- Examine the table of cell frequencies and predict what terms must be in the model to explain the pattern of differences.
- Maimaris, Summer, Browning, and Palmer (1994) reported on a study of head injuries in children and adults involved in bicycle accidents. They broke down the data on the basis of Age, whether a motor
- Use SPSS HILOGLINEAR to derive the optimal model for the data in Exercise 17.1 using backward elimination. (Hint: use LogLinear/Model Selection from the menus.) Then reproduce the results using
- In Exercise 17.1 Intercourse is the obvious dependent variable. What is the difference between the roles played by the Gender 3 Race interaction and the Gender 3 Intercourse interaction?
- Allison (1991) offers an interesting example from a study by Morgan and Techman (1988)looking at race, gender, and the sexual intercourse for a sample of 15- and 16-year olds. The data
- Make up or find an example with respect to Exercise 16.25 where the slope is not nearly 1.0.Analyze it using both the analysis of covariance and a t test on difference scores. Do either of these
- I said that in any experiment where we have pretest and posttest scores we could either look at the difference scores (compared across groups) or use the pretest as a covariate. These two analyses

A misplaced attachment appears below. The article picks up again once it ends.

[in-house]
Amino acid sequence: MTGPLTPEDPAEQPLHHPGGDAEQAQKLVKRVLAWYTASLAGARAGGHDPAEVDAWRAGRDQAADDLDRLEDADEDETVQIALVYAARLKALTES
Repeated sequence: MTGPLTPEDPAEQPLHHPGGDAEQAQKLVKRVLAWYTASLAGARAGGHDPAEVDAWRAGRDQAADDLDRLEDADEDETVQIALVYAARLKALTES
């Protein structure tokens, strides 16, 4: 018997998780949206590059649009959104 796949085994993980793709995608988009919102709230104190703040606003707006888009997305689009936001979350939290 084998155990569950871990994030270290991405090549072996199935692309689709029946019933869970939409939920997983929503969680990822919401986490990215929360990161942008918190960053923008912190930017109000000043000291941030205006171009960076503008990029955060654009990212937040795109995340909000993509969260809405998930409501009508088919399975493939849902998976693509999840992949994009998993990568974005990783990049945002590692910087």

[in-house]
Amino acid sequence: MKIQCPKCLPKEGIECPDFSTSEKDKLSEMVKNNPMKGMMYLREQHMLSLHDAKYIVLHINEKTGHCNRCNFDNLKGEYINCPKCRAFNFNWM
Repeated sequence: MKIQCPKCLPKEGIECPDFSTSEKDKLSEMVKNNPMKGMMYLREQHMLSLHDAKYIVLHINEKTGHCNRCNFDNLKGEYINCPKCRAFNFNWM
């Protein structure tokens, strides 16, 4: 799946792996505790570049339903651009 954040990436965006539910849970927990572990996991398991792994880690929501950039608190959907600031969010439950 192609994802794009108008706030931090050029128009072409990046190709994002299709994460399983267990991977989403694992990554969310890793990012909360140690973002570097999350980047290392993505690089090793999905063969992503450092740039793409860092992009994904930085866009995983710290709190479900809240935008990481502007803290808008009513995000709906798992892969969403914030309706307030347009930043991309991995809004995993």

- I initially thought of creating an analysis of variance example from the example in Chapter 14, Section 14.7. I could have used Sex and Group as the independent variables, posttest scores as the
- Write up the results of Everitt’s experiment, including effect sizes.
- Everitt reported data on a study of three treatments for anorexia in young girls. One treatment was cognitive behavior therapy, a second was a control condition with no therapy, and a third was a
- Use the data from Mireault (1990) in the file named Mireault.dat referred to in Exercise 7.6 to run a two-way analysis of variance on the Global Symptom Index T score (GSIT) using Gender and Group as
- Use the data set named in Epinuneq.dat on the instructor’s disk to examine the results of the study by Introini-Collison and McGaugh (1986) described prior to Exercises 11.28–11.31.Using any
- Klemchuk, Bond, and Howell (1990) examined role-taking in children. Children were administered a battery of role-taking tasks. They were classified as being in daycare or not being in daycare, and as
- Compute the energy savings per household for the data in Exercise 16.16 by subtracting this year’s bill from last year’s bill. Then run an analysis of variance on the savings scores and compare
- In studying the energy consumption of families, we have broken them into three groups.Group 1 consists of those who have enrolled in a time-of-day electrical-rate system (the charge per kilowatt-hour